We all know that despite the lofty ends of the peace process, the means have been a wee bit dubious. Affirmations of democracy, while a lot of the process is conducted top-down from over people’s heads, human rights, when the basic right to legal redress gets a bit shafted by letting the guys who blew your legs off out of jail, etc. It goes on. Political expediency is, and has been, the order of the day.

    I’m glad much of the crappy ideological baggage you Northerners had have been sold up the river, but you can’t really watch something like the peace proess happen and NOT become cynical.

  • Pete Baker


    I try to keep on the sceptical side of the line..

    ..as difficult as that sometimes is.

  • Comrade Stalin

    The BBC is reporting other choice details, such as the fact that Blair himself drafted Sinn Fein’s statements (and presumably senior British figures drafted some of the IRA statements were issued) and that a senior IRA figure is named as one of the persuaders towards disarmament. Does anyone know what that name is ?

    I think that time will be required before we can assess whether the Blair approach to the political process here was right or not. I have serious problems with some aspects of how things were done, particularly the deliberate decision to ignore the IRA’s status as an armed organization, without a mandate, operating in defiance of both the British and Irish governments/people. But if setting the rulebook aside temporarily to achieve a dramatic leap forward in terms of political progress is deemed to have worked, I think it becomes easier to justify. It’s a real shame that this tactic, which has worked so well here, has not worked in other areas such as the NHS IT project or, most seriously, in Iraq.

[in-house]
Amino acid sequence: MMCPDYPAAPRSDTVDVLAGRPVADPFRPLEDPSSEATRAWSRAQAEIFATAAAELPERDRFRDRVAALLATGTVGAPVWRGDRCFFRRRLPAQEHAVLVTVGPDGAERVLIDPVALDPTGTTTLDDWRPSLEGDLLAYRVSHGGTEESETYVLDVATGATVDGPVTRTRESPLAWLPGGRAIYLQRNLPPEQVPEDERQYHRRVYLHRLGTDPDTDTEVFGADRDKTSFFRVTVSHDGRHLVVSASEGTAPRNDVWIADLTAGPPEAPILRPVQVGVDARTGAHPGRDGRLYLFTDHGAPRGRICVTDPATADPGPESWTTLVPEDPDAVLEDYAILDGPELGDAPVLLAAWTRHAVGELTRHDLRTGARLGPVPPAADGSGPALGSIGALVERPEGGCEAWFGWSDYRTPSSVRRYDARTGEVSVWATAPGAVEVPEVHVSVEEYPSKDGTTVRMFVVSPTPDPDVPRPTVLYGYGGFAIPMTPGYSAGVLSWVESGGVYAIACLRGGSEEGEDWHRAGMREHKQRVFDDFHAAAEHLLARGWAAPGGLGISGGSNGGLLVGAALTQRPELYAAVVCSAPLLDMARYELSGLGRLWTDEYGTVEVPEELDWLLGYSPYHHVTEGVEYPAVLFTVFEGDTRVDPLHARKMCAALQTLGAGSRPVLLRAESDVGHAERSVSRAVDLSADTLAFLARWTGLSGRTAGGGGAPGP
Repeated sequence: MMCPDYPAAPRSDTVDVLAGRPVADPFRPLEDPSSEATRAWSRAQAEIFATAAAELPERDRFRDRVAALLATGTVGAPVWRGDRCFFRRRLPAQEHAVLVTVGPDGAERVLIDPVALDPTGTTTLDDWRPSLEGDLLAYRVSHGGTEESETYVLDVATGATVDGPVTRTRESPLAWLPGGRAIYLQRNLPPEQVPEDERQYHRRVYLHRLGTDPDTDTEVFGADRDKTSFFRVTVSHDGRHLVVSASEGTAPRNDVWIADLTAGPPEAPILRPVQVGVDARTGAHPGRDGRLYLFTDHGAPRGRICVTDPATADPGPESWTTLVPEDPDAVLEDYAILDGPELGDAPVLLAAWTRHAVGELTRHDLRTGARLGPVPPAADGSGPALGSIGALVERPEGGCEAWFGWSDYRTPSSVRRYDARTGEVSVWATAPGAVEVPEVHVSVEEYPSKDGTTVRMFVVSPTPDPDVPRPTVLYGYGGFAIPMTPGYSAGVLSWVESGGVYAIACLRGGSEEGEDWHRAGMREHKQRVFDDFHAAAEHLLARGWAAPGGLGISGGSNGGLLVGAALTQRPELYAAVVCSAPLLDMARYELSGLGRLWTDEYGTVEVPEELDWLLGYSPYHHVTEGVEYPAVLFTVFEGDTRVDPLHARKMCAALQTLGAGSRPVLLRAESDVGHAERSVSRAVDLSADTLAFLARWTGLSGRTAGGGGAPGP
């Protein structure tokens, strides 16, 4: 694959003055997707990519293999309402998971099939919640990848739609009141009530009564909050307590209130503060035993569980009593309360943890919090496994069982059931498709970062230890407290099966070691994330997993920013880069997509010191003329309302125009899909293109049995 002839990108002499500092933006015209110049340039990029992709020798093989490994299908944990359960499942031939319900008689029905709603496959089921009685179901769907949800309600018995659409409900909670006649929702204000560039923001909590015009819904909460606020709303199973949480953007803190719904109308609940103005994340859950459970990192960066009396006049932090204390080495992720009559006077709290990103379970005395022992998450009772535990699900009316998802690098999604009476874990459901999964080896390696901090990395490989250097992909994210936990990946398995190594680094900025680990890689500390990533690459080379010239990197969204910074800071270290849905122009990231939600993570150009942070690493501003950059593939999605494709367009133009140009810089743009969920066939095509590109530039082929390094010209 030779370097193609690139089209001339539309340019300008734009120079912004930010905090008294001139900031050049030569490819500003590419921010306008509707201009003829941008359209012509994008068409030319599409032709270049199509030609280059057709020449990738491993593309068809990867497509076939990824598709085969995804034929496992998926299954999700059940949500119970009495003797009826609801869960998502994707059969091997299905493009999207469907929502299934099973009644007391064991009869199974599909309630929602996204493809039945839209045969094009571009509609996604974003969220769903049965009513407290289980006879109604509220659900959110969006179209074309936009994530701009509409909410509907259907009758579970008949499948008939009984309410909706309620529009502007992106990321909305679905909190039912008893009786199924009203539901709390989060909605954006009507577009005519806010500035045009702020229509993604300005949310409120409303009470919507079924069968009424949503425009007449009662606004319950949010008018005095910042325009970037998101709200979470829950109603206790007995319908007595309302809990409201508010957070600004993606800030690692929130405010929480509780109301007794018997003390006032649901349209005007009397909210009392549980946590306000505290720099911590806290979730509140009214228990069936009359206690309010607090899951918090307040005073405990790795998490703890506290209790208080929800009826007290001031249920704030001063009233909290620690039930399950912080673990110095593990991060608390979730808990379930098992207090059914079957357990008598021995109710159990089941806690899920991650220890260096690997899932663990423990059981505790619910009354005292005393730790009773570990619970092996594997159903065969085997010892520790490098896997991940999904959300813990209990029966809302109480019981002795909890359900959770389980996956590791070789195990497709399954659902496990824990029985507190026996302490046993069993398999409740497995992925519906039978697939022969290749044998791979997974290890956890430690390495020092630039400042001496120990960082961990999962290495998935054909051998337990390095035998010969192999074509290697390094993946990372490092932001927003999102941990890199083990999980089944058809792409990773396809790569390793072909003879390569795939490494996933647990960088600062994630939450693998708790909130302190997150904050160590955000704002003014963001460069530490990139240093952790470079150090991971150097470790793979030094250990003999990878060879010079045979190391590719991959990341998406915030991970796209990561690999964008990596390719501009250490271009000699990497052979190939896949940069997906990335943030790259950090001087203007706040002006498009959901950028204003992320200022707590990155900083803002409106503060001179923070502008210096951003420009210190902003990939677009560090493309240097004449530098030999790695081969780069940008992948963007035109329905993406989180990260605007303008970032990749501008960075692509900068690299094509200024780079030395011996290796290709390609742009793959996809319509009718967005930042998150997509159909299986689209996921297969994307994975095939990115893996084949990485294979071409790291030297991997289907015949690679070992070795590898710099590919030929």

• Pete Baker


    I doubt that “drafted” would be appropriate.

    But ‘had an influence in the drafting of’ would be a sensible approach since the Britsih government would be responding to any such statement and would have to sell that response elsewhere.

    Brian Keenan has been indicated in, at least, one report as a key persuader – or, rather, a key figure who needed to be kept on-board.

    Gotta watch the spin out there.

    The problem, as I see it, is the apparent lack of awareness of the potential those pesky, ignored, details had to influence the eventual result.

  • Garibaldy

    Agreed statements. Is this really news that this was happening?

  • Pete Baker


    But did you really expect Jonathan to tell tales out of school?

  • Garibaldy

    Absolutely. There is so much money to be made. On top of which, how else to demonstrate how important you are, rehabilitate Blair as prepared to go way beyond the extra mile (perhaps significant in the context of his middle east role), and secure numerous jobs as non-executive director etc. Perhaps a media career too?

  • hercules


    The War is over

    P O’ Neill / T Blair